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Licensure and Accreditation of Substance Abuse Treatment Programs

While licensure and accreditation may not be the first things on your mind when researching an addiction treatment facility for you or a loved one, they are some of the many tools Spectrum Health Systems uses to ensure compliance with regulations and the most current best practices. Because of the importance we place on licensure and accreditation, we asked Spectrum’s Quality Assurance team to explain the various types of licensure and accreditation Spectrum relies upon to ensure that we’re providing the best possible treatment to all our clients.

In order to operate a substance abuse treatment program, several agencies must first approve applications for various certificates, registrations and licensure required by state and/or federal laws. Aside from a typical business need for building occupancy permits, fire department certificates and public safety certificates, other local and federal agencies must also give their approval.

The Massachusetts Department of Public Health, Bureau of Substance Abuse Services issues facility licenses to provide a specific type of treatment (i.e.; inpatient and residential, detoxification, outpatient counseling, opioid treatment, etc.) and designates a maximum number of licensed treatment beds for residential programs.

The Massachusetts Department of Public Health, Drug Control Program issues Controlled Substances Registrations for all scheduled drugs distributed at each facility and is required wherever medication assisted treatment is provided.

In addition to the state Controlled Substances Registration, the U.S. Department of Justice, Drug Enforcement Agency requires a Controlled Substances Registration Certificate.

The Substance Abuse and Mental Health Services Administration, Center for Substance Abuse Treatment issues an Opioid Treatment Program Certification for all opioid treatment programs.

Aside from needing these certificates and licenses to operate a treatment program in Massachusetts, any time Spectrum applies to credential a facility with an insurance company in order to become an approved provider, we are required to submit all relevant licenses, certificates and accreditations.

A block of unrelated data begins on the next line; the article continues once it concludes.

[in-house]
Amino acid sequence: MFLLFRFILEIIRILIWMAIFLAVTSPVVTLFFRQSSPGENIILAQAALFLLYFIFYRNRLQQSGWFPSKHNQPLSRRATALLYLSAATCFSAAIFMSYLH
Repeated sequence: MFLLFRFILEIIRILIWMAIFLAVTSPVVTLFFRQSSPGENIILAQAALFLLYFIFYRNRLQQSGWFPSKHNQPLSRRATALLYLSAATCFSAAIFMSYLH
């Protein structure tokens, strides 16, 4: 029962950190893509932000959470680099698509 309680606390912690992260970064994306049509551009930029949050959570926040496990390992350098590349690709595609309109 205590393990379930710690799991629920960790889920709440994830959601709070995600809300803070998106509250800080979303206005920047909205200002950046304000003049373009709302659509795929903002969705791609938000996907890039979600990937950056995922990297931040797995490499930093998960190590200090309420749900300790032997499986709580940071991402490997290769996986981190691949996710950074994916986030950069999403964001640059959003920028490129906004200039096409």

Almost any article describing the characteristics one should look for in a substance abuse treatment programs lists “accreditation” as a sought-after feature. Accreditation means that an outside agency, other than the state, takes an in-depth look at the quality of services being provided and puts their “stamp of approval” on it. The most common accreditation programs in behavioral healthcare are the Joint Commission (formerly JCAHO) and CARF International (formerly the Commission on Accreditation of Rehabilitation Facilities, or CARF). Spectrum Health Systems has been CARF accredited since 1998.

According to their website (www.carf.org), CARF was founded in 1966 as the Commission on Accreditation of Rehabilitation Facilities and today, CARF International is an independent, nonprofit accreditor of health and human services in the following areas: Aging Services, Behavioral Health, Business and Services Management Networks, Child and Youth Services, Employment and Community Services and Medical Rehabilitation. They currently accredit more than 50,000 programs and services at 23,000 locations and more than 8 million persons are served annually by 6,800 CARF-accredited providers. They are known as CARF International, because accreditation extends to countries in North and South America, Europe, Asia, and Africa.

Facilities that meet CARF standards have demonstrated their commitment to being among the best treatment facilities in the world. Accrediting bodies generally have higher standards than state licensing requirements, which vary significantly from state to state. Accreditation is a rigorous process that involves a thorough review of the program’s structure, practices, clinical programming and outcomes. CARF surveyors are people who work in the field, many of whom are experts. Suggestions for improvement are often made during the review process, resulting in changes that lead to higher quality client care.

While accreditation does not always signify quality care, going through the process of becoming CARF accredited signifies an agency’s commitment to continually enhancing the quality of services provided to persons served. CARF’s hundreds of standards are rooted in current, evidence-based treatment models. Spectrum’s network of residential and outpatient facilities are visited by various external agencies on an ongoing basis to review policies and procedures, documentation, personnel, client care and customer satisfaction. The review process ensures compliance with all regulatory bodies and laws concerning client care and medical treatment. Spectrum also has an internal review process which regularly examines these same areas as well as any other standards Spectrum has set for itself in delivering the highest quality of services to individuals seeking treatment for substance abuse and/or mental health issues.

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